Celeste Barber, John Farnham, Olivia Newton-John, Queen (performing their 1985 Live Aid set fronted by Adam Lambert) and many, many more artists have helped raise $9.5 million at Sydney’s Fire Fight Australia concert for bushfire relief, the ABC reports. Russell Crowe also popped up in a frankly terrific video about the impact of climate change.
PLAYBACK: While a full video of the concert is yet to be uploaded, you can, and should, watch the English/Gamilaraay cover of You’re the Voice by Farnham, Newton-John, Brian May, Mitch Tambo and a group of volunteer firefighters.
JUST ADD BACKPACKERS!
In a stranger attempt at support, backpackers will be granted new visa benefits if they help rebuild bushfire-affected communities, under an overhaul of the working holiday program, The Australian ($) reports.
TALKING POINT: One wonders if the almost 50,000 failed asylum seekers that The Age reports are currently awaiting deportation will be granted the opportunity to apply.
CASES SPIKE ON QUARANTINED CRUISE
According to the ABC, 70 more passengers and crew aboard Japan’s quarantined cruise ship Diamond Princess have tested positive for coronavirus, bringing the total to 355 or just under 10% of those on board.
As both Australia and the US work on evacuating nationals stuck on the ship, The Guardian reports a group of Australian evacuees will leave quarantine on Christmas Island today following no reported cases of coronavirus.
RESPECT SMOKO’S AUTHORITY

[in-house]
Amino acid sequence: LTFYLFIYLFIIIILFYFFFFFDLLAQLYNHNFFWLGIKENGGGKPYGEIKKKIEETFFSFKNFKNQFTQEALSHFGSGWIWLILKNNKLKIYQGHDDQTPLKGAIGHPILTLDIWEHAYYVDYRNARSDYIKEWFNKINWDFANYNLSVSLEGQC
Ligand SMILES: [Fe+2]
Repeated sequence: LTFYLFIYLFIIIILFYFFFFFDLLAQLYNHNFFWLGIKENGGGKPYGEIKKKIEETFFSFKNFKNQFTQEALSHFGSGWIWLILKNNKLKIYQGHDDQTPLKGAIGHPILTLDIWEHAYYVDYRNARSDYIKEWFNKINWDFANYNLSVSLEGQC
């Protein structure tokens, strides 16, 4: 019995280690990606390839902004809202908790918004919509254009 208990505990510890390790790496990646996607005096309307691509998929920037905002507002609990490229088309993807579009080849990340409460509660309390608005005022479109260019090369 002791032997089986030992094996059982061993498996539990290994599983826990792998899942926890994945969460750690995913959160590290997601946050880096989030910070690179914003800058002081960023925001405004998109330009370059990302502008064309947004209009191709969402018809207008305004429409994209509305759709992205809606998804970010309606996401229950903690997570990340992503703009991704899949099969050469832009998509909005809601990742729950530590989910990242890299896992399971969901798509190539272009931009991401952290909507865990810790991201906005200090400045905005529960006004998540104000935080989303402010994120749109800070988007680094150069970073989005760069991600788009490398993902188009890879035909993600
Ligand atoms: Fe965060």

Firefighter and cult hero Paul Parker has told The Project — shortly after telling Scott Morrison mid-bushfire crisis “to go and get fucked from Nelligen” — he was dismissed from his volunteer captaincy at NSW’s Rural Fire Service for “allegations and foul language”.
HOT TAKE: While the news got #IStandWithFiremanPaul trending, and Parker will never pay for another beer in his life, really, as Crikey contributor Ben Eltham noted on Twitter, is there anything more Australian than punishing someone for speaking out against authority?
THEY REALLY SAID THAT?
The IPCC is not governing Australia. The Liberals and Nationals are.
The Nationals leader answered a question Insiders‘ David Speers absolutely did not ask (which, FYI, was actually about whether McCormack accepts IPCC emission trajectories).
CRIKEY QUICKIE: THE BEST OF YESTERDAY
“Mining giant Glencore has managed to keep its name more or less out of the news that the government has backed a proposal for a new coal-fired power plant in northern Queensland.”
“For perspective, 52,000 coal miners compares to 270,000 farmers (the constituency that the Nationals are more usually associated with), 300,000 building construction workers (and another 100,000 heavy engineering workers), 390,000 people in food retailing, over 800,000 people in cafes, bars and restaurants, 275,000 road transport workers, 630,000 preschool and school teachers, 490,000 people in hospitals, 270,000 aged-care workers.
“You get the point.”